Recent Advances in Biomedical Signal Processing

Indexed in: Scopus, EBSCO.

Biomedical signal processing is a rapidly expanding field with a wide range of applications, from the construction of artificial limbs and aids for disabilities to the development of sophisticated ...
[view complete introduction]

US $
30

*(Excluding Mailing and Handling)



Functional Brain Image Preprocessing For Computer Aided Diagnosis Systems

Pp. 95-106 (12)

R. Chaves, D. Salas-Gonzalez, J. Ramirez, J. M. Gorriz, M. Lopez, I. Alvarez and F. Segoviaa

Abstract

In this chapter, classical filtered backprojection and statistical maximum likelihood expectation maximization image reconstruction algorithms are evaluated in terms of image quality and processing delay. Image files were taken from a concurrent study investigating the use of SPECT as a diagnostic tool for the early onset of Alzheimer-type dementia. Filtered backprojection (FBP) image reconstruction needs a careful control of the noise since it tends to amplify high frequency noise. Pre- and post-filtering improves the quality of FBP reconstruction by removing the huge high frequency noise present in Single Photon Emission Computed Tomography (SPECT) data and the residual noise after reconstruction. Maximum likelihood expectation maximization (MLEM) yields better image quality when compared to FBP since a precise statistical model of the emission is used. However, the processing delay is considerable due to its slow convergence. On the other hand, the ordered subsets expectation maximization (OS-EM) method is also explained. OS-EM is found to be a good trade-off between image quality and processing delay since it converges in a single iteration by partitioning the set off detection elements into about 15- 20 subsets. Furthermore, in this chapter, the performance of five different nonlinear least-square optimization algorithms is compared in the context of the affine registration of SPECT images. The Levenberg-Marquardt algorithm is shown to be very robust but the convergence rate is considerably lower than for Gauss-Newton algorithms. Two existing Gauss-Newton procedures are compared to two GN algorithms which include an additional parameter. This parameter allows to adaptively change the descent direction and it improves the performance upon most used brain registration algorithms in the literature.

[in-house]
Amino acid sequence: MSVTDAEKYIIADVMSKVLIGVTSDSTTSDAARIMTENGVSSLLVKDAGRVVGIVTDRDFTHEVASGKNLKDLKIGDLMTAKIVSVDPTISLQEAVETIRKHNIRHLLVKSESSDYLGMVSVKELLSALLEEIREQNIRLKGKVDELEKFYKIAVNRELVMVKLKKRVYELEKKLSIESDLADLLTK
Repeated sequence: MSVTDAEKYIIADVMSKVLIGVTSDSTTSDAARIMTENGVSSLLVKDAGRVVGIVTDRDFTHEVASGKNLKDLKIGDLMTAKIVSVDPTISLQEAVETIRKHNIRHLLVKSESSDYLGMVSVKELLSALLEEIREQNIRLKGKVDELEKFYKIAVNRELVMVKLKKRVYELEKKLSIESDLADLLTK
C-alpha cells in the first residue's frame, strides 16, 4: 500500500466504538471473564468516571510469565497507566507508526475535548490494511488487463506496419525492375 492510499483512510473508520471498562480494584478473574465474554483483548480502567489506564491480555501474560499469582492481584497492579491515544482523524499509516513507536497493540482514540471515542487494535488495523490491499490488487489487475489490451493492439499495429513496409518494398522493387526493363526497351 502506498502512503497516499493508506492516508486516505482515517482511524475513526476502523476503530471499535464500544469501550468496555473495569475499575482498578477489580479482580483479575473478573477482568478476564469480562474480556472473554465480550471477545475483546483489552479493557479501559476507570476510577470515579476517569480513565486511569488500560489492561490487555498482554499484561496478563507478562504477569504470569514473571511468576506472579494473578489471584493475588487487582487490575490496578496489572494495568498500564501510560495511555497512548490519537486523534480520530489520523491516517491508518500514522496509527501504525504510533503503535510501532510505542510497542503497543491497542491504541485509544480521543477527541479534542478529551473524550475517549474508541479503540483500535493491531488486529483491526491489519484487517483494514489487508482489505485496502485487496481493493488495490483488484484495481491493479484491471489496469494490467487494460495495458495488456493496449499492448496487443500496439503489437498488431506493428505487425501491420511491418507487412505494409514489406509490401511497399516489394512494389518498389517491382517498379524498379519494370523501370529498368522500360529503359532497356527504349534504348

Keywords:

Image reconstruction, SPECT, Spatial normalization, Gauss-Newton method, Optimization algorithms.

Affiliation:

Dpt. Signal Theory Networking and Communications. ETSIIT-UGR, 18071, University of Granada, Spain.